Being overweight may or may not be due to increases in body fatness. However, obesity is defined as an excessively high amount of body fatness or adipose tissue in relation to lean body mass.
More than a third of adults are considered to be obese. Almost 75 percent of men are considered to be overweight or obese. The prevalence of obesity is similar for both men and women (about 36 percent).
What can you do to prevent or manage diabetes?Several studies have shown that type 2 diabetes can be prevented or delayed with lifestyle changes and weight loss. Lifestyle changes include diet and moderate physical activity (such as walking for 150 minutes per week). The development of diabetes in these studies was reduced up to 60 percent and lasted three to six years. If you are not yet diabetic, the likelihood that you will develop diabetes can be mitigated if you prevent additional weight gain, increase your activity levels and work toward small amounts of weight loss. Remember, you can have a positive influence on your blood sugar and your overall health by healthy eating, exercising regularly, making modest lifestyle changes and using medications to lower blood glucose levels
Currently, Southwest Memorial Hospital is conducting prediabetes classes. In this group setting, participants discuss risk factors and healthy behaviors (healthy eating, carbohydrate counting, and physical activity) need to manage diabetes and possibly prevent the onset of diabetes. Remember, eating healthy is not just for people with diabetes.
What can you do if you already have diabetes?Type 1 diabetic patients must have insulin infections to maintain healthy blood glucose levels. Type 2 diabetic patients, however, can use insulin or other prescription drugs that work quite well in lowering blood glucose levels. However, these drugs are not without risks. As stated before, losing even as little as 10 pounds can have a big impact on the amounts of these medications one needed to keep their blood sugar levels within a healthy range Ultimately, better nutrition, increased physical activity, and control of blood glucose levels can delay the progression of diabetes and help prevent the complications associated with the disease.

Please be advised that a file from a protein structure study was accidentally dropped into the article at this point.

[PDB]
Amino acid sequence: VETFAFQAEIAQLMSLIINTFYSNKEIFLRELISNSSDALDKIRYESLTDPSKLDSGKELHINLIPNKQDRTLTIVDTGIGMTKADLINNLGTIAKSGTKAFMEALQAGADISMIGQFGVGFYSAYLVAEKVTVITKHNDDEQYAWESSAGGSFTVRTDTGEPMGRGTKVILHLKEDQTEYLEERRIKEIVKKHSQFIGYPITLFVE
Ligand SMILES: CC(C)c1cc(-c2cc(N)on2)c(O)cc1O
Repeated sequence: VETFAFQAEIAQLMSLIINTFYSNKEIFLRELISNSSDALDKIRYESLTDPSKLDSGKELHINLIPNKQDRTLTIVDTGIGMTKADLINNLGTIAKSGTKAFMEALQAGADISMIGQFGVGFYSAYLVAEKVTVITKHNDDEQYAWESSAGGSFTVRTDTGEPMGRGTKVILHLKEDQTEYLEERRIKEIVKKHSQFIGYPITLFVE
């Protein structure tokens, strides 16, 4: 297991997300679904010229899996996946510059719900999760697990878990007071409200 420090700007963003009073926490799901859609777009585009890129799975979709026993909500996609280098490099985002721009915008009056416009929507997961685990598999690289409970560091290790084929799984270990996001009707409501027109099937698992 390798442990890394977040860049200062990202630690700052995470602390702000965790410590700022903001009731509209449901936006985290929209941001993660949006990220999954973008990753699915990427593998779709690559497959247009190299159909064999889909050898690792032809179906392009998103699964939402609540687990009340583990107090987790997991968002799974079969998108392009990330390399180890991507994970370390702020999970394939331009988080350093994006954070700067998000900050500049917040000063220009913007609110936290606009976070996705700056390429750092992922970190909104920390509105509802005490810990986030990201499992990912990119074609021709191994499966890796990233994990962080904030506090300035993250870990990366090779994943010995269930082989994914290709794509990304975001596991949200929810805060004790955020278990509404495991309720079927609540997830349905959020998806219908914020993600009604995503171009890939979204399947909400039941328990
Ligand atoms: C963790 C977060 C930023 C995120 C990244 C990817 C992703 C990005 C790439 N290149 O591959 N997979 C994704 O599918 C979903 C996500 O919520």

Understanding diabetes and its related complications is important for everyone living with diabetes. Currently, Southwest Health System Nutrition Education, led by a registered dietitian and nutritionist, can provides nutrition counseling and education including but not limited to weight loss, and childhood obesity. They can also provide family counseling, meal planning, grocery store tours, and classroom education for community members including youth, and cooking tutorials. Both individual and group sessions are offered. Individual educational sessions can be tailored to meet the specific needs of the individual.
TreatmentThere is no cure for type 1 or 2 diabetes, although sometimes gastric/bariatric surgery, lifestyle and medication treatment can result in remission of type 2 diabetes. Currently, treatment of type 2 diabetes involves diet (i.e. Healthy food choices) and exercise along with lowering and maintaining blood glucose.
For more information, contact your primary care provider or call 970-516-1616 to establish care.